UK-based solar developer and independent power producer (IPP) mO3 Power is to entice British farmers into installing solar power on their land. The company has revealed plans to provide a gigawatt of electricity across the UK, which is enough to power 700,000 homes for 25 years.

mO3 estimates that farmers could potentially earn £50,000 a year by hosting solar panel plants on their land, benefitting from the UK’s feed-in tariff (FiT). This will be a welcome sum for many farmers, who suffered a 7% drop in income last year as commodity prices fell. By installing solar panels, farmers are guaranteed a tax-free return for a period of 25 years.

The solar development company, which currently has planning applications in for 34 sites in the UK, points towards the country’s ambitious Climate Change Act  – which commits the UK to reduce greenhouse gas emissions by at least 80% below 1990 levels by 2050 – as the reason why it is aiming so high with farmland installations. The Climate Change Act sets carbon budgets in five-year increments and has independent review provisions through its Committee on Climate Change. There is also a European commitment to meeting 20% renewable generation targets by 2020.

In related news, New Look founder Tom Singh has taken a 10% stakeholding in mO3 Power. As well as holding this stake, Singh will join the board of mO3 Power as a Non-Executive Director. Singh’s investment is part of the second round of investment in mO3 Power, which has just closed.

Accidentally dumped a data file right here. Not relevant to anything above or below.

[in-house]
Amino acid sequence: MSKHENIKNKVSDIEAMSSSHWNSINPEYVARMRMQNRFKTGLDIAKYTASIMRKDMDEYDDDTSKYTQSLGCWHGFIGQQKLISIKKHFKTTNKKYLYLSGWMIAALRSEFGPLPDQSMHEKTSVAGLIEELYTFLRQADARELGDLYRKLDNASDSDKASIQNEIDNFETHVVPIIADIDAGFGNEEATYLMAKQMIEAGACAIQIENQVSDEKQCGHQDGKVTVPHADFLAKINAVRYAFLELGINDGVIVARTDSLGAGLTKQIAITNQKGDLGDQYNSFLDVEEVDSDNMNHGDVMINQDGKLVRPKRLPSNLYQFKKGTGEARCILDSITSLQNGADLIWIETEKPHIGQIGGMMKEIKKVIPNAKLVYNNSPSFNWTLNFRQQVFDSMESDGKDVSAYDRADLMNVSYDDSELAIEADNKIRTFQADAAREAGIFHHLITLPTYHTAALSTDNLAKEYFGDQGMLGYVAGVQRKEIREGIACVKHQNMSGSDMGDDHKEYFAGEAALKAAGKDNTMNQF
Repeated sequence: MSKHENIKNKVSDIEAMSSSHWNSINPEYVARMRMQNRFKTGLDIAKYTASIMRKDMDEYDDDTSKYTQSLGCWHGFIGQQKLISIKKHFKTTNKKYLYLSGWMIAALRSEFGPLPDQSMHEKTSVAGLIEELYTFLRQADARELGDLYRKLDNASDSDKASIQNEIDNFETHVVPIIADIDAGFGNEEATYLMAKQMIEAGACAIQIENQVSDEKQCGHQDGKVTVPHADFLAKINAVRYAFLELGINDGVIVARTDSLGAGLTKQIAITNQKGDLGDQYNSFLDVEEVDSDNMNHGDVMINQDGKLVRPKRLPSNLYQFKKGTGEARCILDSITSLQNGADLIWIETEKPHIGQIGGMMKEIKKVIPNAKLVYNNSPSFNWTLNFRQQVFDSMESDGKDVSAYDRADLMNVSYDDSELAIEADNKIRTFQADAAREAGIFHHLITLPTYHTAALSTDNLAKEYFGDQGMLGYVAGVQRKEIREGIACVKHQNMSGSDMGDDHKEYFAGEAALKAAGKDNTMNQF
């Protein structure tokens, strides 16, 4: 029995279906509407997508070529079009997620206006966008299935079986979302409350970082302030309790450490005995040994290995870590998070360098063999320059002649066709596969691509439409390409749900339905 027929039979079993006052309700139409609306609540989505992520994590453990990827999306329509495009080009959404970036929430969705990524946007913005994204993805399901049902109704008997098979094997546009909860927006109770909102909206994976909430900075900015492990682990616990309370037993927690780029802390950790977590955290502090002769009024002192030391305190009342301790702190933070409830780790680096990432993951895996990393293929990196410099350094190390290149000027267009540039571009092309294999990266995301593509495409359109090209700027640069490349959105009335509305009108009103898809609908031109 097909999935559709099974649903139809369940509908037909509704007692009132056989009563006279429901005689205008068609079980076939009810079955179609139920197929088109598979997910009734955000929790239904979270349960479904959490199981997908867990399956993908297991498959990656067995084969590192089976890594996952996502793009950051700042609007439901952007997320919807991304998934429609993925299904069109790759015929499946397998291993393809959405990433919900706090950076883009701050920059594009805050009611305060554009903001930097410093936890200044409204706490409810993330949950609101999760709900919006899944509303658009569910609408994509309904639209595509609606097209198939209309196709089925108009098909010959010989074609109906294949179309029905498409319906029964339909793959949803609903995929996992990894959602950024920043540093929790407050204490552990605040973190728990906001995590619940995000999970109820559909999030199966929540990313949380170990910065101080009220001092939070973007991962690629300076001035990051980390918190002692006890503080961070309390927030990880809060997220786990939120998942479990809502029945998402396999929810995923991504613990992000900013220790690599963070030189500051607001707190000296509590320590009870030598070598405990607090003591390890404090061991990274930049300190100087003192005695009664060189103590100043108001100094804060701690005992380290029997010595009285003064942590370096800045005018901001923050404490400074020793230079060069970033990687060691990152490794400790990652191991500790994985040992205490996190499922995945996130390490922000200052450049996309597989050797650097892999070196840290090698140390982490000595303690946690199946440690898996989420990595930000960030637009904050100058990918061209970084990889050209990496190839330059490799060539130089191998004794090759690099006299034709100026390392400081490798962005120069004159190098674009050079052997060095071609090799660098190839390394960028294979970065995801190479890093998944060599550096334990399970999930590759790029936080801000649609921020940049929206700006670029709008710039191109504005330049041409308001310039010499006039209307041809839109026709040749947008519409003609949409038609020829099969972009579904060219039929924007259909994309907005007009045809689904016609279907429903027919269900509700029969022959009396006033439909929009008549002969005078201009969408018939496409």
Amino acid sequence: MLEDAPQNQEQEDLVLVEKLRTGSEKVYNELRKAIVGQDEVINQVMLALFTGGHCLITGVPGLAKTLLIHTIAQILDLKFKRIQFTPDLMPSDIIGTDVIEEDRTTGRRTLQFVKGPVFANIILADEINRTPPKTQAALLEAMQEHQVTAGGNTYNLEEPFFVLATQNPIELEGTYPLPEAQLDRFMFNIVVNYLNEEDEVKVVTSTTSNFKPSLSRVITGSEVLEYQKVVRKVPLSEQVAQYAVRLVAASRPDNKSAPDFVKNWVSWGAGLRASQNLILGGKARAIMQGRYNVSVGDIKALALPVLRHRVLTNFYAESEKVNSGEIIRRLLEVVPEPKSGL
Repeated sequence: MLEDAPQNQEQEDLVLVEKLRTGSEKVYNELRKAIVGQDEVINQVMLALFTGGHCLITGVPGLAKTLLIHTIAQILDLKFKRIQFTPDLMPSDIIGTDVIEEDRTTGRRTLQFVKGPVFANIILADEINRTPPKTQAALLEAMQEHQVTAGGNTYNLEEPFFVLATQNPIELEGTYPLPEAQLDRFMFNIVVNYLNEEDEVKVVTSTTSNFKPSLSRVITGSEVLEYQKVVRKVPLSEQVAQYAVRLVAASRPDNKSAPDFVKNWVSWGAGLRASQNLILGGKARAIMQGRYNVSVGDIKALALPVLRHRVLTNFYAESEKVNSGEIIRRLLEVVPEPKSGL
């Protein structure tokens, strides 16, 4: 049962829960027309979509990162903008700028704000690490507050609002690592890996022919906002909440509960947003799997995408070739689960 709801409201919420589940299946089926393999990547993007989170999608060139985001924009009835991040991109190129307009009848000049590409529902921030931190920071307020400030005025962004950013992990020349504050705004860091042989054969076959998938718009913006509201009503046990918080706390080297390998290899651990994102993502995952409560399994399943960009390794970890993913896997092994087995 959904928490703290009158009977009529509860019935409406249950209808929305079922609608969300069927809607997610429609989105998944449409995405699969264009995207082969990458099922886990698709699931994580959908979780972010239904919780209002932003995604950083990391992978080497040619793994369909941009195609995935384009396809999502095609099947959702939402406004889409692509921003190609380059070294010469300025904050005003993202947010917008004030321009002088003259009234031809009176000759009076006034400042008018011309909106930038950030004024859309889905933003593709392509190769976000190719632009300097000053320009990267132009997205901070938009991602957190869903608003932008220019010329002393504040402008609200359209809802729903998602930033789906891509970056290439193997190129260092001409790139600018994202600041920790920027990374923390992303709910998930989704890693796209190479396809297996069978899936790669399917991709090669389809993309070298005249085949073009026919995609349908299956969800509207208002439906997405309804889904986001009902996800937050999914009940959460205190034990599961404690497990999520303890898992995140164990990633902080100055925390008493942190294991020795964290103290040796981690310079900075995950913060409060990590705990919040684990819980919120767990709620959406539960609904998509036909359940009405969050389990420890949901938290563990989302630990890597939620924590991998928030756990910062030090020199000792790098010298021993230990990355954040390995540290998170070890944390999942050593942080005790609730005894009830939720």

“mO3 have a compelling business case, and will, I am sure, be the volume player in the UK solar PV market. The company has put together a winning combination of suppliers and banks to deliver on its significant pipeline of sites. Its management team is as mature and capable as any that I have seen,” said Singh.

John Moreton, Chairman of mO3 Power said, “This is one of the very few occasions where Tom Singh has joined the Board of a company outside of the retail sector and demonstrates Tom’s enthusiasm for the mO3 business plan and the solar PV sector.”